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Re: project.el semantics

From: Dmitry Gutov
Subject: Re: project.el semantics
Date: Mon, 9 Nov 2015 15:27:09 +0200
User-agent: Mozilla/5.0 (X11; Linux x86_64; rv:42.0) Gecko/20100101 Thunderbird/42.0

On 11/09/2015 11:10 AM, Stephen Leake wrote:

I don't understand; you seem to be saying a "library" is _not_ a
"dependency". That's not consistent with common usage.

I'm saying we'd probably want to treat "managed project dependencies" differently from "library dependencies".

And if we were to introduce a "dependencies" accessor, I think it would return a list of projects, not directories.

"Dependency" includes system libraries, other managed projects, and
anything else the user wants to search.

Why do you insist on the less general term?

Because it's a less loaded one. http://www.jetbrains.org/intellij/sdk/docs/reference_guide/project_model.html also uses the term "library" in a similar fashion, so I think it will be clear enough.

The user has the freedom to do whatever they want. The point is to have
clearly defined semantics, so the user at least knows what the intent of
each of these functions is.

For now, the distinction is "you want to edit this" vs "you don't want to edit this".

The default implementation of project-library-roots makes the lists
disjoint, so the doc strings should say that.

Doesn't it? It says "outside".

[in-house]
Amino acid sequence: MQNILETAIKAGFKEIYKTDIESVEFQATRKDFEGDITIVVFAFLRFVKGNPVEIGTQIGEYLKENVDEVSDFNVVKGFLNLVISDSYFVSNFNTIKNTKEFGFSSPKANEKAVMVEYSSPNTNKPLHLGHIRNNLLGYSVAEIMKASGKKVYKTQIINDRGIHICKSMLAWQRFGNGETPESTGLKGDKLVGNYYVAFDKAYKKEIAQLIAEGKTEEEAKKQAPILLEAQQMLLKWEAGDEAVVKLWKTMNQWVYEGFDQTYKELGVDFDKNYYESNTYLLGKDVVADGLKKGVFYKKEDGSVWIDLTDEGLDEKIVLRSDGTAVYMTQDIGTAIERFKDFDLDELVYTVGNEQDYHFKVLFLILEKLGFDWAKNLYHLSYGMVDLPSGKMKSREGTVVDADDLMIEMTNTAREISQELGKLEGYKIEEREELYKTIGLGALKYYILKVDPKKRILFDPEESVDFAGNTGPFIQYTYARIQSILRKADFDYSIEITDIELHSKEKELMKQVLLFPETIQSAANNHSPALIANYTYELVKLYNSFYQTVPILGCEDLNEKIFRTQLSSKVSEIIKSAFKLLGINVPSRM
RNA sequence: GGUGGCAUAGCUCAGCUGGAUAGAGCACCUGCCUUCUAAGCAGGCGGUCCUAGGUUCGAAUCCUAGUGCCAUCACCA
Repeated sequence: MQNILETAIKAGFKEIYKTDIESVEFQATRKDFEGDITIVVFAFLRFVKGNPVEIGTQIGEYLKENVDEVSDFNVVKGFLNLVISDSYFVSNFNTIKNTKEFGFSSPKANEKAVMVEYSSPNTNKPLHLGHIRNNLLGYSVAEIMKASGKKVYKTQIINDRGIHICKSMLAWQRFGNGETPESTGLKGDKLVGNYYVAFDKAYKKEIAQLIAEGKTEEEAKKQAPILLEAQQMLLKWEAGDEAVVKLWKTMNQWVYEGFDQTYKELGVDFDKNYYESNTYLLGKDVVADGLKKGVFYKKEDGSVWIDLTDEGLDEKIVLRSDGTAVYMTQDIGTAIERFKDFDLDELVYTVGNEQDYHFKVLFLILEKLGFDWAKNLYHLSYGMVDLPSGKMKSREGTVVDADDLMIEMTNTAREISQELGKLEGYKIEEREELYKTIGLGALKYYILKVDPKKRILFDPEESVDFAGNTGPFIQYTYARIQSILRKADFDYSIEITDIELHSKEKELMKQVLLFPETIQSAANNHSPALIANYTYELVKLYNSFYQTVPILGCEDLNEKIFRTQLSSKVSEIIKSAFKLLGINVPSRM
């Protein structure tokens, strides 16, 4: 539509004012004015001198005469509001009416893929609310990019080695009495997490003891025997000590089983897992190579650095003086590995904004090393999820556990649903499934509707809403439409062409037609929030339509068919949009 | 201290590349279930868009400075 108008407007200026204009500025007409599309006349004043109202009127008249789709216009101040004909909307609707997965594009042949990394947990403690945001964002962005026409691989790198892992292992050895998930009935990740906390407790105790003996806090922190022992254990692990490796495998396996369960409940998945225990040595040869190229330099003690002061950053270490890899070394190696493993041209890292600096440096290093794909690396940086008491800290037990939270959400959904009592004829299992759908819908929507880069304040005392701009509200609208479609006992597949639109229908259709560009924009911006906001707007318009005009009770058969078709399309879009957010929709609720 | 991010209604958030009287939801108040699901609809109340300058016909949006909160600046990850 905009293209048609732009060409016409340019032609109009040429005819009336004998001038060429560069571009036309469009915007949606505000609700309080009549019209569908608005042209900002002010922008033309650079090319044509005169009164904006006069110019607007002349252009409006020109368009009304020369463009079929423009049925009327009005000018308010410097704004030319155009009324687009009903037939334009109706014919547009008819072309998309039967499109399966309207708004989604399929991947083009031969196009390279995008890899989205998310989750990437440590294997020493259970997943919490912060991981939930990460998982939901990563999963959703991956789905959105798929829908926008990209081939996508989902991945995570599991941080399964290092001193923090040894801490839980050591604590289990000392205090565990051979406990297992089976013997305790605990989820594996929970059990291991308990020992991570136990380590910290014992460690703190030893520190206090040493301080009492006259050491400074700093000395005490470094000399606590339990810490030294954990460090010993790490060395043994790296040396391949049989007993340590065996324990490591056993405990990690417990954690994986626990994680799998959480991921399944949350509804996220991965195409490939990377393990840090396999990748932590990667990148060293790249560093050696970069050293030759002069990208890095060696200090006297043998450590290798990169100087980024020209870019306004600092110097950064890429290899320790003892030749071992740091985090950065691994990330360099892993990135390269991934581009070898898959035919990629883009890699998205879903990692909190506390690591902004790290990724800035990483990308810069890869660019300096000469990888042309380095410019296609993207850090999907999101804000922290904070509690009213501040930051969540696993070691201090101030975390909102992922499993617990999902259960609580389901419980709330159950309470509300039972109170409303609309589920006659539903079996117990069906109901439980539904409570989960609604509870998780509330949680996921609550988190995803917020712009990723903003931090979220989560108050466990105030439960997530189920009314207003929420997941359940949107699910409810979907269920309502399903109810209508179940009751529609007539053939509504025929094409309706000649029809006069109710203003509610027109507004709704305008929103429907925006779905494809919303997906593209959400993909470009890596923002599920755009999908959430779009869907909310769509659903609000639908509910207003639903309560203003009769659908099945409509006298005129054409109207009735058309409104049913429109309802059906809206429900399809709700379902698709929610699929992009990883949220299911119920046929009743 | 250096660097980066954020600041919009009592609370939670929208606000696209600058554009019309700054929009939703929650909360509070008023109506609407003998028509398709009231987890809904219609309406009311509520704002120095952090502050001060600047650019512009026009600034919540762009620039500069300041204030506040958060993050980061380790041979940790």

True; but I did not understand what you meant by that; it's not common
project terminology. I think "dependency" is much more widely

I'm using "outside" as "directory terminology". We seem to approach this from different directions: I think that the user first decides what their "project roots" will be, and *then* designates a certain set of directories that also contain related files, as "library roots".

I think "list of directories outside of the project" is pretty clear.

You have two data points on this; insisting that yours is the only one
that matters is simply not helpful.

Yes, sorry. You repeated the complaint, so I just repeated the answer.

It would be helpful if others would contribute here.

Absolutely. I keep waiting for more people to join the discussion at this level of detail.

John, would you like to weigh in? This is one of the issues we'd might want to decide on before the freeze.

Suggested rewording:

   "Return the list of directory roots belonging to the current project.
This excludes project dependencies.

But do we want to exclude project dependencies, always? This might contradict the third paragraph: sometimes, you edit certain dependencies together with the project.

Most often it's just one directory, which contains the project
file and everything else in the project.  But in more advanced
configurations, a project can span multiple directories.

One rule of thumb for whether to include a directory here, and not
in `project-library-roots', is whether its contents are meant to
be edited together with the rest of the project.

If a directory contains a separate project, it belongs in

As stated, I'm not sure about this.

Functions that use project-roots and/or project-library-roots:

elisp--xref-find-references         both
etags--xref-find-references         both

These are different implementations for the same command: xref-find-references.

project-find-regexp                 only project-roots
project-or-libraries-find-regexp    both

(I thought there were more; I guess I was thinking of my own code)

It is reasonable to provide a way to control what paths are searched,
but this is cumbersome and inconsistent.

Inconsistent, yes. Somewhat. If we're walking about the last two, how would you change them? Rename to project-without-libtaries-find-regexp and project-find-regexp?